Citing three individuals with knowledge of the decision, Politico reported late Monday that Biden had reportedly selected Austin to serve as the next leader to the US Department of Defence.
The report also notes that Biden had been considering Jeh Johnson, who previously served as the homeland security secretary from 2013 to 2017, but that Austin was ultimately picked as a result of Johnson's ties to expanding family detentions and deportations, among other concerns.
— Andrew Desiderio (@AndrewDesiderio) December 7, 2020
A former defence official who spoke to the outlet noted that the Biden team felt that Austin was by far the safest choice for the job when compared to Johnson and Michèle Flournoy, a defense policy adviser who was also a contender for the position.
"There would be less tension [with Austin]," the unidentified official said. "Maybe less disagreement … the relationship would be smoother.”
The revelation comes just hours after reports emerged earlier in the day that Biden would be officially announcing his pick on Friday. Rep. Bennie Thompson (D-MO), a member of the Congressional Black Caucus, had earlier remarked to Politico that while there is a lot of interest in seeing the makeup of the Biden administration, there ultimately needed to be more African Americans in the Cabinet.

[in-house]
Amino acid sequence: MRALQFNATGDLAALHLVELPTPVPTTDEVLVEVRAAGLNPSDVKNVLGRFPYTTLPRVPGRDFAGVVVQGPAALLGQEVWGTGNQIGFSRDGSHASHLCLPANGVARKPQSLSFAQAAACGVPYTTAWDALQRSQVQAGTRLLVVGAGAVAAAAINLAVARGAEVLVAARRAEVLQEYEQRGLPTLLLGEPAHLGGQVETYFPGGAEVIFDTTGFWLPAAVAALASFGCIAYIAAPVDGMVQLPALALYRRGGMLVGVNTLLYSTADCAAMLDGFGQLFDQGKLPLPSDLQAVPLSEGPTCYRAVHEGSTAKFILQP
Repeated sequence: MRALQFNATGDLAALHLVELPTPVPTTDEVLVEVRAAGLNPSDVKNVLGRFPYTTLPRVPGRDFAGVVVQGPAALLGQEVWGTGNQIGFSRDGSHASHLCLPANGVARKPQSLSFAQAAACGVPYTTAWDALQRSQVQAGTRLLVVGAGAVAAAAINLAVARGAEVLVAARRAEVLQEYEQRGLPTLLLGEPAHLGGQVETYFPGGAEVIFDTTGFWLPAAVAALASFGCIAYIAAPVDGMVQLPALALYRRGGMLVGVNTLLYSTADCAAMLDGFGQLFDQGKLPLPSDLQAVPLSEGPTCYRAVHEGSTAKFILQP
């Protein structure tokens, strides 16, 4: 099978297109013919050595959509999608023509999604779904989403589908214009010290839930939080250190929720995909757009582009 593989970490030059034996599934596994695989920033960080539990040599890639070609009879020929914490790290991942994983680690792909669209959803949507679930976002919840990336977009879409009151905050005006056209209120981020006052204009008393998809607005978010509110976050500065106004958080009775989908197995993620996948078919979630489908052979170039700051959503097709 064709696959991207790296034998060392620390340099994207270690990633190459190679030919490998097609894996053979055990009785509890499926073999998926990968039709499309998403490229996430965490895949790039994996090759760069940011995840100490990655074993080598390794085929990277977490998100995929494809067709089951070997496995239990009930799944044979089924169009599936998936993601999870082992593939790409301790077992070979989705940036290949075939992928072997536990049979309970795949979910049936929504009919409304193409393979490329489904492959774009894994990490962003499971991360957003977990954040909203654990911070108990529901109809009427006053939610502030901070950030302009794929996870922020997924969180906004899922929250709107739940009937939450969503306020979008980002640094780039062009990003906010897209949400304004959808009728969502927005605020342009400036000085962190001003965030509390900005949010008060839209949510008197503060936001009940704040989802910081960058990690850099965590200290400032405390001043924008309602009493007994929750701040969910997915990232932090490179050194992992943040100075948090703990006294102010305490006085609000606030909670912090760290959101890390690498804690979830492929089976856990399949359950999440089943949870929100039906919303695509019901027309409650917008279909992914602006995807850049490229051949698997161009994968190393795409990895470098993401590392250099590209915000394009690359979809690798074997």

Despite views of Austin being the "safe" pick among the candidates, he still faces an uphill battle ahead of his potential confirmation, since he presently does not meet the requirement that states a military official must be out of the armed forces for a period of at least seven years before being appointed to such a position.
Congressional lawmakers previously issued a waiver on the requirement for former Defense Secretary Jim Mattis; however, there is now a growing sentiment against issuing such clearance. The seven-year rule has been implemented in an effort to ensure civilian control of US defence.